If a tree falls in the woods…

If a tree falls in the woods, and nobody is there to hear it, does it make noise?  I have no idea, but it does make a mess!

I took my camera running with me on Tuesday, so I could take pictures of the aftermath of “Superstorm Sandy”. The first surprise was how much water there was in and around the river.  I expected the Corps of Engineers to hold a pond above the dam, that’s what it’s there for, but the water below the dam was high, too.  The outlet pipes in the pond below the dam were completely under water.  We didn’t have much rain with the storm, mostly just wind, so the water seemed high to me.

All summer, and thru the fall, the water level going through the dam has stayed at about 3 feet.  Two days after the storm, there was 7 feet of water going thru.  This is still pretty low, 10 or 12 feet isn’t unusual after a huge storm.  (The highest water level recorded at the dam was 27 feet high on the tower in April of 1987.  So 7 feet is no big deal). These are the fishing steps near the bridge.  They have all been out of the water for months, and now the three bottom ones are in the water.

There is way more water at the beaver dam than a couple of weeks ago. That was then:

This is now. I wonder if the beavers are still in the lodge, or if the water is too high for them.

There were a few trees down, but less than I expected with all the wind. This is another view of the big pine tree from the beginning of this post.

 

 

 

 

 

 

 

 

The new bridge didn’t float away! There was no way to cross it without getting your feet wet, but it didn’t go anywhere.

 

 

 

 

 

 

 

 

 

 

(By Wednesday, the bridge was accessible again.) It’s always interesting to see how the weather affects the landscape.  The water rises very quickly, but goes down even more surprisingly fast! Can’t wait to see what next week will bring.  Go play outside!  Do it now, before the snow.

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Gaggles, Herds, and Skeins

I’ve noticed a lot of geese lately, flying in the air, and hanging out in the river.  So I decided to google geese, and see what was interesting about them  Well, the collective nouns for them are just weird!  We all know about gaggles, and while herd brings to mind  hooved animals, at least it’s about animals.  But, skeins?!  That’s how you buy yarn, nothing to do with geese.  So now, my interest is caught, and I have to see what other strange animal words I can find.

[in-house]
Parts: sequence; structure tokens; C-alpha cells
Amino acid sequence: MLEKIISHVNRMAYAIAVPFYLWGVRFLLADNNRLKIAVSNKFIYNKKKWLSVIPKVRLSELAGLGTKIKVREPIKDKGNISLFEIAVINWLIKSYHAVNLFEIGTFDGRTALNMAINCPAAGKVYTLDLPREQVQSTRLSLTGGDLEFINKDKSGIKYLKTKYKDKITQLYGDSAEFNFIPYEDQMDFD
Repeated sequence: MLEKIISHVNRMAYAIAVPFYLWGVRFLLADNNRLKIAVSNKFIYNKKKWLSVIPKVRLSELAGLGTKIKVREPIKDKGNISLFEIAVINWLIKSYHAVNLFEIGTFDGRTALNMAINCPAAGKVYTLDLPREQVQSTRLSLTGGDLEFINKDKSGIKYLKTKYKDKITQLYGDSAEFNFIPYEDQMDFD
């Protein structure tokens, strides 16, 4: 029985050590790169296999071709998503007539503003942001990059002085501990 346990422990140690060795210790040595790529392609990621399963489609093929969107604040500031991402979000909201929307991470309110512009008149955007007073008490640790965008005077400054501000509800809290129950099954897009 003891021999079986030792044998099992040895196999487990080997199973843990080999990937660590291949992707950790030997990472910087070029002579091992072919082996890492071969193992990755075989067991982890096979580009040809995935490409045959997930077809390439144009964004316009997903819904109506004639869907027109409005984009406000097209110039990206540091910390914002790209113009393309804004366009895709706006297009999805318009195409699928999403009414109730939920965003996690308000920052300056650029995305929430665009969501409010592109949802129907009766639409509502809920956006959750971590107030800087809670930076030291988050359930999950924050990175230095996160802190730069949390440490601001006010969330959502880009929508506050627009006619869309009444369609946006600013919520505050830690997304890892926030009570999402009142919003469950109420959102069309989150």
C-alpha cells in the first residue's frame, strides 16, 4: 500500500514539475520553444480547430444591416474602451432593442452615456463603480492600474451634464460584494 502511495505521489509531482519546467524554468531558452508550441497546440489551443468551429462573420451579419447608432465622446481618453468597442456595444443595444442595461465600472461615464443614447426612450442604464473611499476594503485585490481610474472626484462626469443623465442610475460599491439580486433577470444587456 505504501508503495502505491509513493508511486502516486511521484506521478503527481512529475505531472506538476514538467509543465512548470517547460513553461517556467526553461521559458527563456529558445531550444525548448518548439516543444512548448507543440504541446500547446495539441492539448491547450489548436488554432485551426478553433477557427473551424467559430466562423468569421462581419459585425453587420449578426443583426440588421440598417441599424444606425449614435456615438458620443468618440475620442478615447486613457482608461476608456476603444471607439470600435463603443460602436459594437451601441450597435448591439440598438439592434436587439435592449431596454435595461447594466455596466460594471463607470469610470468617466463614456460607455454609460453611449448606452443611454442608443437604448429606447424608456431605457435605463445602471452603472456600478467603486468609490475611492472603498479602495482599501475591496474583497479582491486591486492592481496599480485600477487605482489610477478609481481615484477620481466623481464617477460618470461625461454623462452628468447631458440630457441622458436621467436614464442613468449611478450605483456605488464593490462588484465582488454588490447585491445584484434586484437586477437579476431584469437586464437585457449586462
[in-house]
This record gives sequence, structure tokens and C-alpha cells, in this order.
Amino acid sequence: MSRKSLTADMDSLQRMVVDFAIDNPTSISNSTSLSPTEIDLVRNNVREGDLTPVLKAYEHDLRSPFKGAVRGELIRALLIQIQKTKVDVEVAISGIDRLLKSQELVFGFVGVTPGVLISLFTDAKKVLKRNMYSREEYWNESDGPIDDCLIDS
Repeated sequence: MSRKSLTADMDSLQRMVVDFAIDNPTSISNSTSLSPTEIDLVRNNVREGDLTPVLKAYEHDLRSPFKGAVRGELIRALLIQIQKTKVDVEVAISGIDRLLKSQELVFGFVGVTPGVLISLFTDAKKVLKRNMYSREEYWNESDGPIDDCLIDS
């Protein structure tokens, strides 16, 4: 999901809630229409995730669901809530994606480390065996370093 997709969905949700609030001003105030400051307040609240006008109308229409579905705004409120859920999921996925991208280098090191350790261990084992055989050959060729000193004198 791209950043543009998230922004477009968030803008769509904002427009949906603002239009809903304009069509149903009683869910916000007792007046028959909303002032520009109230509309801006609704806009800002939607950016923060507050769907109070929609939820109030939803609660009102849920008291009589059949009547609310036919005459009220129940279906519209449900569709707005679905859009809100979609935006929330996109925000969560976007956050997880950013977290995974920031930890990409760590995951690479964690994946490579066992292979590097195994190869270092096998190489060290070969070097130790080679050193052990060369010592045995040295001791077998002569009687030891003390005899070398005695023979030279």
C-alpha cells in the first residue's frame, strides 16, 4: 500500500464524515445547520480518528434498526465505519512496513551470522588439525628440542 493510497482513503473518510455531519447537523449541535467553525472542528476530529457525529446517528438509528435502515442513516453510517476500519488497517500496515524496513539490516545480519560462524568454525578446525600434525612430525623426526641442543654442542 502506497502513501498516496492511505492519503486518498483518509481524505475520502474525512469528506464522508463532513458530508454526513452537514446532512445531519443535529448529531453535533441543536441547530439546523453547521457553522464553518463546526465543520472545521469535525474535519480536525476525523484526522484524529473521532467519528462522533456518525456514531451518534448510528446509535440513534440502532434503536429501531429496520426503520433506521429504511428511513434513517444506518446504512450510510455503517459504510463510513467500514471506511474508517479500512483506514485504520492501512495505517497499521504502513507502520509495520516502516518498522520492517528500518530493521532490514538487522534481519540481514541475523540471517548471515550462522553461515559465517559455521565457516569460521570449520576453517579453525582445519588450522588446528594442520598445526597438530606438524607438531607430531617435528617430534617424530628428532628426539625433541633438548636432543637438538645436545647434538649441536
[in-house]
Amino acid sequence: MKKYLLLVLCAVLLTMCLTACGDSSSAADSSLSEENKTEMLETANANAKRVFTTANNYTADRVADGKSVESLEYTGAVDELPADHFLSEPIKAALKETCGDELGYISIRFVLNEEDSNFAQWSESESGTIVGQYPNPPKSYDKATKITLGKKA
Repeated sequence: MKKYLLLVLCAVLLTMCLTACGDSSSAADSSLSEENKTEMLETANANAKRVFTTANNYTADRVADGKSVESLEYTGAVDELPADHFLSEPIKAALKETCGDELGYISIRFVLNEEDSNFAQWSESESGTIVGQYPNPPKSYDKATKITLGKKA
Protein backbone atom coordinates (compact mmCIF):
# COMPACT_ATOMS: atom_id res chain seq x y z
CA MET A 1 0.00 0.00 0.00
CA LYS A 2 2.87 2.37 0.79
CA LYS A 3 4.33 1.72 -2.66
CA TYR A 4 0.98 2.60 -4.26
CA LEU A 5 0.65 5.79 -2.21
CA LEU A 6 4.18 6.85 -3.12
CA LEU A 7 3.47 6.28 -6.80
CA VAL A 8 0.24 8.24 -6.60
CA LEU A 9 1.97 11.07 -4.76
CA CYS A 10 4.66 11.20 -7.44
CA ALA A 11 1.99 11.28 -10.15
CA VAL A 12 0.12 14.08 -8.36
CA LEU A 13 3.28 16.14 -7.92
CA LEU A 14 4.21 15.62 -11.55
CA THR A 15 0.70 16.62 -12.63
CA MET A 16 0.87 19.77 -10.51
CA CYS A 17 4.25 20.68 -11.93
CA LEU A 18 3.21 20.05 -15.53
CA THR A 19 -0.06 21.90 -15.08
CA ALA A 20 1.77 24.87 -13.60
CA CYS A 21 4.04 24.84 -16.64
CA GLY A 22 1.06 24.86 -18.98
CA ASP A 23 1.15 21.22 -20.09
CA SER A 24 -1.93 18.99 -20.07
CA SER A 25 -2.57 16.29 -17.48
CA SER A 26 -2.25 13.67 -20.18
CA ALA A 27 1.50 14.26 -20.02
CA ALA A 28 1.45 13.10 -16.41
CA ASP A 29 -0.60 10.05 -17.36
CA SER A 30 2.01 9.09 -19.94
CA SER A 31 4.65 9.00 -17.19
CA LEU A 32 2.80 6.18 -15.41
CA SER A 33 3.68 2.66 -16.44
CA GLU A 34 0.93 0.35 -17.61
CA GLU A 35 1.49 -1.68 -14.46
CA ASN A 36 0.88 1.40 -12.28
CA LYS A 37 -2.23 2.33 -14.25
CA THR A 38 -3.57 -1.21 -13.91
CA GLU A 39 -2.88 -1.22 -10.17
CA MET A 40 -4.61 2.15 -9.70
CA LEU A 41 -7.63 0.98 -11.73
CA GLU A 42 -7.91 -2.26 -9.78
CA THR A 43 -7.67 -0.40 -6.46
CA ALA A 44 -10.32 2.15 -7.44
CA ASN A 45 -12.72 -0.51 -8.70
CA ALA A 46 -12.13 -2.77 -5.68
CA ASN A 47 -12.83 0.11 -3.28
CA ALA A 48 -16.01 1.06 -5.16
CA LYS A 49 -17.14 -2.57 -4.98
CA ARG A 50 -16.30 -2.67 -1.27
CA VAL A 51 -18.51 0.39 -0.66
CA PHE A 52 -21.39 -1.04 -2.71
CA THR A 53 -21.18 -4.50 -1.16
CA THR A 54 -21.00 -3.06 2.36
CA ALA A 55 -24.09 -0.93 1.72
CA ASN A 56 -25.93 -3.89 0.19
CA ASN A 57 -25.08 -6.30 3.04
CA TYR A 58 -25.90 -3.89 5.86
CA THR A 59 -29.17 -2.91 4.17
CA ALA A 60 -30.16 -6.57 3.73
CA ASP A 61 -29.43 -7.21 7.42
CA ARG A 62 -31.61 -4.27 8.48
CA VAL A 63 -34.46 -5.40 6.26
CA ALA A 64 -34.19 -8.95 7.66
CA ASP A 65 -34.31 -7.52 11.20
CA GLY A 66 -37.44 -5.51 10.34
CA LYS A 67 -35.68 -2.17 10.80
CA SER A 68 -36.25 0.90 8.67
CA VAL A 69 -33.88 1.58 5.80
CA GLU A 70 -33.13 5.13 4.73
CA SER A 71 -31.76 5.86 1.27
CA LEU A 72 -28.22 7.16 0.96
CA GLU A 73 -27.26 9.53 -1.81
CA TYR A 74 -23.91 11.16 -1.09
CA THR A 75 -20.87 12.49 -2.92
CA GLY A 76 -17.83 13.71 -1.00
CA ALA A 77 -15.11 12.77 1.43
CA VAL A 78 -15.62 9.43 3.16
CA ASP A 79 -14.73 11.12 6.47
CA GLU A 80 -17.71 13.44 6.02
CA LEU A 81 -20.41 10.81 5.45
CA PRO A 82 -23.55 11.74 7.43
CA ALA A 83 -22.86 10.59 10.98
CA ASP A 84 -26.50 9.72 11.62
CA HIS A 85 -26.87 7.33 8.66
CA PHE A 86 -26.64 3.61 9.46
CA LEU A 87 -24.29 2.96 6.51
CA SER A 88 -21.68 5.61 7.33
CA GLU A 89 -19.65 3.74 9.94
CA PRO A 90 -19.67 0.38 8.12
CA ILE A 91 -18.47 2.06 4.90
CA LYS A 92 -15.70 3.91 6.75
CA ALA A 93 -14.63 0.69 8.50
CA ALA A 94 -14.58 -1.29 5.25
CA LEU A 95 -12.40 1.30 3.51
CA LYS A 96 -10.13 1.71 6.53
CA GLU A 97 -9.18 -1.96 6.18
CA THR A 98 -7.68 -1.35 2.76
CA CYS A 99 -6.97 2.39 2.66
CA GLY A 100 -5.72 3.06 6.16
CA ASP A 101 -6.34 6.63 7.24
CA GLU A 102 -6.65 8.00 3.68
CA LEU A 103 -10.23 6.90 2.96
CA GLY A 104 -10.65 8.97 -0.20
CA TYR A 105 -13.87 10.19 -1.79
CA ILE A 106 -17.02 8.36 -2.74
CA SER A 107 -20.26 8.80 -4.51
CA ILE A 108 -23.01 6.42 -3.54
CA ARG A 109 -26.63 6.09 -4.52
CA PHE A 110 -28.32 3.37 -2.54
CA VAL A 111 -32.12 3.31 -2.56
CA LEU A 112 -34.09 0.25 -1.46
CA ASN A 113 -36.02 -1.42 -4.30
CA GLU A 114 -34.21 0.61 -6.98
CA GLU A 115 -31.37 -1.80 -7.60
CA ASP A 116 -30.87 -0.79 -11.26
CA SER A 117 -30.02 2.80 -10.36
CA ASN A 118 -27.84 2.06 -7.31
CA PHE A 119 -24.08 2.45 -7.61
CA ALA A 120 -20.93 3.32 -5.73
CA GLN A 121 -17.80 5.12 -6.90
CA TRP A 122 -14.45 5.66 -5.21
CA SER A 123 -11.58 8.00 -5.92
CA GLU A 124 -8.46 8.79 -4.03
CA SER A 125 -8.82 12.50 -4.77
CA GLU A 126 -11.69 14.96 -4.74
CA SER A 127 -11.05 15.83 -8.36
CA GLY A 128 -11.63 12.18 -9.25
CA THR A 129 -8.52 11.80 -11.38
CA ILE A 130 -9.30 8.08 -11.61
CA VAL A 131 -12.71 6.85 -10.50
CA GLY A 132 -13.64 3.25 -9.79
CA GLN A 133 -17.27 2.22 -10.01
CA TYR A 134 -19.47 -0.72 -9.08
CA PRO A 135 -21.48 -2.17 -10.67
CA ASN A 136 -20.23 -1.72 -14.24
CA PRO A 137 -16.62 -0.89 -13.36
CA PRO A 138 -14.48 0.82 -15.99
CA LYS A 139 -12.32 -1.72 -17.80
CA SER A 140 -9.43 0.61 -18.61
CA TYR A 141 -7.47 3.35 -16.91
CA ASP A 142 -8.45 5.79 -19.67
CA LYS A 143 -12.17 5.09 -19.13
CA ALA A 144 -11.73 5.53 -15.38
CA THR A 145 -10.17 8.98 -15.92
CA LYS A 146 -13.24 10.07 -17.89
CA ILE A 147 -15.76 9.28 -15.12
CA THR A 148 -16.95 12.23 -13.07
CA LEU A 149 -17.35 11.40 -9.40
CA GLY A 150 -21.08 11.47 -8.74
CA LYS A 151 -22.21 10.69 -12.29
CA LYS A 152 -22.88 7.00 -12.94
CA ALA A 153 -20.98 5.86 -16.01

So, I  think about what sort of critters I see when running in the woods. Beavers live in colonies or families, ok.  Butterflies are part of a flight or a flutter.  That makes sense, too.  I’ve seen turkey buzzards, and buzzards collect in wakes.  That really makes me think that they are sitting around waiting for us to die and provide lunch!  Caterpillars are part of an army, that’s one slow moving military.  And the crows flying along  the  railbed would be part of a murder, horde, parcel or storytelling(?).  Doves are even worse:  a dule, bevy, cote, dole, paddling, pitying, or piteousness.  English is surely a strange language.

Like the caterpillars, frogs are part of an army, colony, or knot.  And hawks can be part of a kettle, cast, or boil.

Who thinks these up??  The collective noun for lizards is lounge…we know where that one goes! The cute little mice are part of a mischief and mosquitoes are a scourge (got that one right). Salamanders are part of a congress (that one really makes you think). Squirrels are part of a dray, or a scurry.  And starlings belong to a murmuration, or a chattering.I often see wild turkeys in the woods, and they are part of a rafter, gang, or posse. Snakes can be part of  a den, nest, pit, bed, or knot.  Although I’ve never seen snakes in groups, only basking alone in the sun.

Now I’m on a mission.  I want to see a flange of baboons, a sute of bloodhounds, a convocation of eagles,  a memory of elephants, and an implausibility of gnus.  Probably not going to see any of those at the dam, though.  This is why some days I can’t even answer a question about forms or weapons for my students:  my brain is too full of this other clutter.  I guess that’s what happens when you run alone without an ipod or GPS to entertain you!!

Wooly Bears and Winter

I’m not a huge fan of bugs.  I don’t want to touch them, or step on them in bare feet, or get them stuck in my hair.  I even check the walls and ceiling for bugs every night before going to bed, to be sure none sneak up on me while sleeping.  But running in the woods during the summer, I really enjoy seeing the different colors and shapes of butterflies, moths, grasshoppers and dragonflies.  As long as I don’t touch them, it’s easy to forget  that they are bugs, and just enjoy seeing some cool little critters.

The butterflies and moths are really a wonder.  Their wings look so fragile, like they can’t possibly survive a breeze, never mind actually fly. But they are best viewed from a distance.  If you get too close, you don’t just see the pretty wings, but also the body.  And then there is no denying what they are …BUGS! Yuck!!

The moth at the top of the page is called an Isabella Tiger Moth.  It has pretty orangy – yellowy wings, and flutters around in the breeze.  This time of year though, there are fewer tiger moths, and more of their precursors, wooly bear caterpillars. Wooly bears are another one of those things that are cutest at a distance.  They are classified as “bristled” according to The Old Farmer’s Almanac, and their fuzz is actually more bristly than wooly.  (I’ll take the almanac’s word for it, cause I’m NOT touching one!)